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The coronavirus is killing people. All over the world. The battle with the virus is fought to the death in vast numbers of intensive care units and nursing homes.

Countries are taking very drastic measures to limit the spread of the virus. These measures affect all of us. Because we are no longer allowed to visit our parents or grandparents. Because schools are closed, even though they may be the only safe places for some children. Nor are we allowed to shake hands or hug anyone anymore. Or exercise at the gym anymore. Surgeries are being postponed. Companies have been forced to close down with all the financial consequences for these entrepreneurs.

Nor are we allowed to go to work and many of us are going a little nuts, what with all that ZOOM-ing, SKYPE-ing, and TEAM-ing. Celebrations and parties can no longer be held. People have lost their jobs, or are in danger of losing them. The impact of all these measures can barely be fathomed.

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    No end in sight

    And the bizarre thing is that we don’t know how long this is going to last. At this point, there’s no end in sight. Making plans is difficult for basically everything. Professionally and privately. It feels like a kind of interval. And meanwhile, the uncertainty about the future dominates everything and that’s what is making a lot of people anxious.

    The measures will gradually be adapted and there will be more room for maneuver in the future. But it comes with a profit warning that, if this leads to another virus outbreak, the measures could also be reinstated. Until a vaccine or medicine is made available. For this virus that is. But what about the next virus? What are the chances that we will witness this again, or even more often?

    The new normal: the meter-and-a-half society

    The Dutch prime minister Rutte has made it quite clear. We’re on our way to a new meter-and-a-half society. He says it’s going to be “the new normal.” But how are we going to do that? To a concert of your favorite artist one-and-a-half meters away from each other? What does the Pinkpop music festival of the future look like? How about social distancing at birthday parties held at home? And just how are we going to achieve that in lifts? Maintaining social distancing is really hard to do in those kinds of places. Only one person in the lift at a time? Not to mention the train and bus. Or the plane. And what about the office? Maybe it marks the end of the overcrowded office garden. That would be alright. It seems that there may be some advantages.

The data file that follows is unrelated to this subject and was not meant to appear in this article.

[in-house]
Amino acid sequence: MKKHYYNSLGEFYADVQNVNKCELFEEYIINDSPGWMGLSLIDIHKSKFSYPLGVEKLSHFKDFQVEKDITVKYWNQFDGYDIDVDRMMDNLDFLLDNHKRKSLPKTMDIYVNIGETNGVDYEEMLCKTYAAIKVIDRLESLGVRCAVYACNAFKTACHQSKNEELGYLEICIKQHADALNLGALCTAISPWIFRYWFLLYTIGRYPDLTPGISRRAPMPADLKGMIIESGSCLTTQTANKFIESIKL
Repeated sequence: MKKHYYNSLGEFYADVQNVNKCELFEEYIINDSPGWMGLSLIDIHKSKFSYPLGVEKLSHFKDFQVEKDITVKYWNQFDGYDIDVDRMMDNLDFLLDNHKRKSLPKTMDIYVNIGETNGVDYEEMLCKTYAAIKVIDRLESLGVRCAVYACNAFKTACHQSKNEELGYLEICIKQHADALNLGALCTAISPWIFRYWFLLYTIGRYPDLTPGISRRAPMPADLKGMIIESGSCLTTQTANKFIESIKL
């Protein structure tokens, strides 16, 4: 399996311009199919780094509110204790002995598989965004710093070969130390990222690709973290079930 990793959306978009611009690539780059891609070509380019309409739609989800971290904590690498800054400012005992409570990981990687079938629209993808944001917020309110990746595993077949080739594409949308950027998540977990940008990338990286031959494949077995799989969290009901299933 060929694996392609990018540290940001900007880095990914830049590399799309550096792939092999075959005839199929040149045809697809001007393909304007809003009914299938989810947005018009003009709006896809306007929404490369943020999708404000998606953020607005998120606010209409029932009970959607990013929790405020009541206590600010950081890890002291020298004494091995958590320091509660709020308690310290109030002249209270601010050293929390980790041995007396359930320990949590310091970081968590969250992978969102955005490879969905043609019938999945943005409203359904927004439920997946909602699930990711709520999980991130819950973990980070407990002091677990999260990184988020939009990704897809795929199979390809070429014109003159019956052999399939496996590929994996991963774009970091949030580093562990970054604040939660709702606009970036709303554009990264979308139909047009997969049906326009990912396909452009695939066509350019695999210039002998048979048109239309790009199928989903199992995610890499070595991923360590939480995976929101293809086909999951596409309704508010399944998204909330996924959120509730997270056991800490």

Odd and uncomfortable

    Maintaining a distance of one-and-a-half meters is a major task in our daily lives now. There are people everywhere. We are constantly aware of the presence of others because of all these measures. In fact, we are always hyper-aware of our distance from others. That feels odd and uncomfortable. You would expect that maintaining that distance offers a sense of space. But it doesn’t. Somehow it feels quite oppressive.

    How different everything feels when we’re outside in the great outdoors. Out and about in the beautiful nature areas of Brabant. Keeping a distance from others doesn’t feel so unnatural in the countryside. It all seems to fit into place there. In nature, that distance tends to blend in with the environment. That’s because there is so much space.

    But not if we all go to the same park at the same time, obviously. By the way, some good advice for avoiding the crowds: get up at 6 a.m. one of these days and go for a walk in a nearby nature reserve around the crack of dawn. Most importantly, be sure to listen carefully. The birds will be chirping to their hearts’ content. You probably won’t bump into anyone else.

    Unlike many other places in our society, being outdoors in the countryside lets you savor the space that more-than-just-a-meter-and-a-half of nature has to offer.

    The more-than-just-a-meter-and-a-half-of-nature society as the new normal. I could get used to that.

    About this column

    In a weekly column, alternately written by Hans Helsloot, Eveline van Zeeland, Jan Wouters, Katleen Gabriels, Mary Fiers, Peter de Kock, Tessie Hartjes and Auke Hoekstra, Innovation Origins tries to find out what the future will look like. These columnists, occasionally supplemented with guest bloggers, are all working in their own way on solutions for the problems of our time. So tomorrow will be good. Here are all the previous episodes.

     

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